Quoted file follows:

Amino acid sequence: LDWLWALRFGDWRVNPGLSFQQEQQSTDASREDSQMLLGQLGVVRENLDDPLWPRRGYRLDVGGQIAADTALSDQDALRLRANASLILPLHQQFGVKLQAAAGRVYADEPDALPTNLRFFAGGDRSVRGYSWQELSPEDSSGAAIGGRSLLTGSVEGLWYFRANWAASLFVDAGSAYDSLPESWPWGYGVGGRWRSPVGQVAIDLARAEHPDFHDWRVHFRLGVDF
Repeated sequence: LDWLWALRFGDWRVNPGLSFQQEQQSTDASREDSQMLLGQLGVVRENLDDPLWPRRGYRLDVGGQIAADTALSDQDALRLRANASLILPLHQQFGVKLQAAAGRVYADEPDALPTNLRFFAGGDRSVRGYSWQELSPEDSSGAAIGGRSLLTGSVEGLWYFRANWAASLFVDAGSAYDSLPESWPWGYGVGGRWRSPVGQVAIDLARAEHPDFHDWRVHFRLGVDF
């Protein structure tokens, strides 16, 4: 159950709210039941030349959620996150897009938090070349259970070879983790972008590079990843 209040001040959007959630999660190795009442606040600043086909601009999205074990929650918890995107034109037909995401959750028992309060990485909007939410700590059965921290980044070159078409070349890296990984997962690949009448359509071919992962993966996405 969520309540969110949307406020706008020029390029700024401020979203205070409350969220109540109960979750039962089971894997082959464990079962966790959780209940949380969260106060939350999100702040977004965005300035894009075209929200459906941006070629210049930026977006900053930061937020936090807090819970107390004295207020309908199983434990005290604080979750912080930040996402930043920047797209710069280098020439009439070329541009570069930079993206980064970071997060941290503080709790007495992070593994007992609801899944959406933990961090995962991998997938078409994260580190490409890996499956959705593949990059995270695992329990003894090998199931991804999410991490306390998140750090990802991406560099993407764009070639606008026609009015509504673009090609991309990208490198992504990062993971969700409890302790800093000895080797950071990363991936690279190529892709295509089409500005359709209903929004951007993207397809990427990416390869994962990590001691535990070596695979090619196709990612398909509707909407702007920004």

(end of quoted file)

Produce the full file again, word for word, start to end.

Amino acid sequence: LDWLWALRFGDWRVNPGLSFQQEQQSTDASREDSQMLLGQLGVVRENLDDPLWPRRGYRLDVGGQIAADTALSDQDALRLRANASLILPLHQQFGVKLQAAAGRVYADEPDALPTNLRFFAGGDRSVRGYSWQELSPEDSSGAAIGGRSLLTGSVEGLWYFRANWAASLFVDAGSAYDSLPESWPWGYGVGGRWRSPVGQVAIDLARAEHPDFHDWRVHFRLGVDF
Repeated sequence: LDWLWALRFGDWRVNPGLSFQQEQQSTDASREDSQMLLGQLGVVRENLDDPLWPRRGYRLDVGGQIAADTALSDQDALRLRANASLILPLHQQFGVKLQAAAGRVYADEPDALPTNLRFFAGGDRSVRGYSWQELSPEDSSGAAIGGRSLLTGSVEGLWYFRANWAASLFVDAGSAYDSLPESWPWGYGVGGRWRSPVGQVAIDLARAEHPDFHDWRVHFRLGVDF
């Protein structure tokens, strides 16, 4: 159950709210039941030349959620996150897009938090070349259970070879983790972008590079990843 209040001040959007959630999660190795009442606040600043086909601009999205074990929650918890995107034109037909995401959750028992309060990485909007939410700590059965921290980044070159078409070349890296990984997962690949009448359509071919992962993966996405 969520309540969110949307406020706008020029390029700024401020979203205070409350969220109540109960979750039962089971894997082959464990079962966790959780209940949380969260106060939350999100702040977004965005300035894009075209929200459906941006070629210049930026977006900053930061937020936090807090819970107390004295207020309908199983434990005290604080979750912080930040996402930043920047797209710069280098020439009439070329541009570069930079993206980064970071997060941290503080709790007495992070593994007992609801899944959406933990961090995962991998997938078409994260580190490409890996499956959705593949990059995270695992329990003894090998199931991804999410991490306390998140750090990802991406560099993407764009070639606008026609009015509504673009090609991309990208490198992504990062993971969700409890302790800093000895080797950071990363991936690279190529892709295509089409500005359709209903929004951007993207397809990427990416390869994962990590001691535990070596695979090619196709990612398909509707909407702007920004």